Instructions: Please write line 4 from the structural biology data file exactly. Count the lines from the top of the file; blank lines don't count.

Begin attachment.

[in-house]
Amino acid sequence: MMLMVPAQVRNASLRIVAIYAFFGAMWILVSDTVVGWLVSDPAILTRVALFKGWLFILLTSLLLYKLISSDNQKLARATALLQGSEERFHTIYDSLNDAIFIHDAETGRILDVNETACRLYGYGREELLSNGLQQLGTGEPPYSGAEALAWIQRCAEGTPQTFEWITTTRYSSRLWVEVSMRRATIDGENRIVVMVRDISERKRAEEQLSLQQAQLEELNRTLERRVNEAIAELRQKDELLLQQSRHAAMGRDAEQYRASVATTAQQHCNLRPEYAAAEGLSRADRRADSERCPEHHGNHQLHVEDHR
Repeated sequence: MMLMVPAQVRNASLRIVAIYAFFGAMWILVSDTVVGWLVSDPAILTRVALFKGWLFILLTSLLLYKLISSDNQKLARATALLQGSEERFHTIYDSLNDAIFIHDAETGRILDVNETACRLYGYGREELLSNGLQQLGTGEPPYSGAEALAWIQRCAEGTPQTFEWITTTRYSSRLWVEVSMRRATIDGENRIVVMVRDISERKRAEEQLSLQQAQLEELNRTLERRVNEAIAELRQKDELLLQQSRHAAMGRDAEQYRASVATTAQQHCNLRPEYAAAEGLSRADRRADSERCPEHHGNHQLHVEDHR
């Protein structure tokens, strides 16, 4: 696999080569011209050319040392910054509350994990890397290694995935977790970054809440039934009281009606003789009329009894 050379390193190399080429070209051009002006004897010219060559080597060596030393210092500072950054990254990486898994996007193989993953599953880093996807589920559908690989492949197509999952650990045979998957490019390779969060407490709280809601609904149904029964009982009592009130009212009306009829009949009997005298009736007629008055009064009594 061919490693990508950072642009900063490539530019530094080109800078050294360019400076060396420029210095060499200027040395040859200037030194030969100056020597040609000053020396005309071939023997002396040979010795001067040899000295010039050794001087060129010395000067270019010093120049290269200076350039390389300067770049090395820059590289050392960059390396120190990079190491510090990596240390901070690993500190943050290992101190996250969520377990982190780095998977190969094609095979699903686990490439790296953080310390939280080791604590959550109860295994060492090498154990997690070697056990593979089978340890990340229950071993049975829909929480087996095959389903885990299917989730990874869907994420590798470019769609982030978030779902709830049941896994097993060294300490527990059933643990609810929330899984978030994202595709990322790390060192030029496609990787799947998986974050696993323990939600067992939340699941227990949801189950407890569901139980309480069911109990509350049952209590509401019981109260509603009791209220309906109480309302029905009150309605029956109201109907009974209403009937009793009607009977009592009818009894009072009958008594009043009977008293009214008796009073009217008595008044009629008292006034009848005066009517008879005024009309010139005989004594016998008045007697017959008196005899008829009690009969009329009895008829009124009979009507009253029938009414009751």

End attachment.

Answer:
């Protein structure tokens, strides 16, 4: 696999080569011209050319040392910054509350994990890397290694995935977790970054809440039934009281009606003789009329009894 050379390193190399080429070209051009002006004897010219060559080597060596030393210092500072950054990254990486898994996007193989993953599953880093996807589920559908690989492949197509999952650990045979998957490019390779969060407490709280809601609904149904029964009982009592009130009212009306009829009949009997005298009736007629008055009064009594 061919490693990508950072642009900063490539530019530094080109800078050294360019400076060396420029210095060499200027040395040859200037030194030969100056020597040609000053020396005309071939023997002396040979010795001067040899000295010039050794001087060129010395000067270019010093120049290269200076350039390389300067770049090395820059590289050392960059390396120190990079190491510090990596240390901070690993500190943050290992101190996250969520377990982190780095998977190969094609095979699903686990490439790296953080310390939280080791604590959550109860295994060492090498154990997690070697056990593979089978340890990340229950071993049975829909929480087996095959389903885990299917989730990874869907994420590798470019769609982030978030779902709830049941896994097993060294300490527990059933643990609810929330899984978030994202595709990322790390060192030029496609990787799947998986974050696993323990939600067992939340699941227990949801189950407890569901139980309480069911109990509350049952209590509401019981109260509603009791209220309906109480309302029905009150309605029956109201109907009974209403009937009793009607009977009592009818009894009072009958008594009043009977008293009214008796009073009217008595008044009629008292006034009848005066009517008879005024009309010139005989004594016998008045007697017959008196005899008829009690009969009329009895008829009124009979009507009253029938009414009751």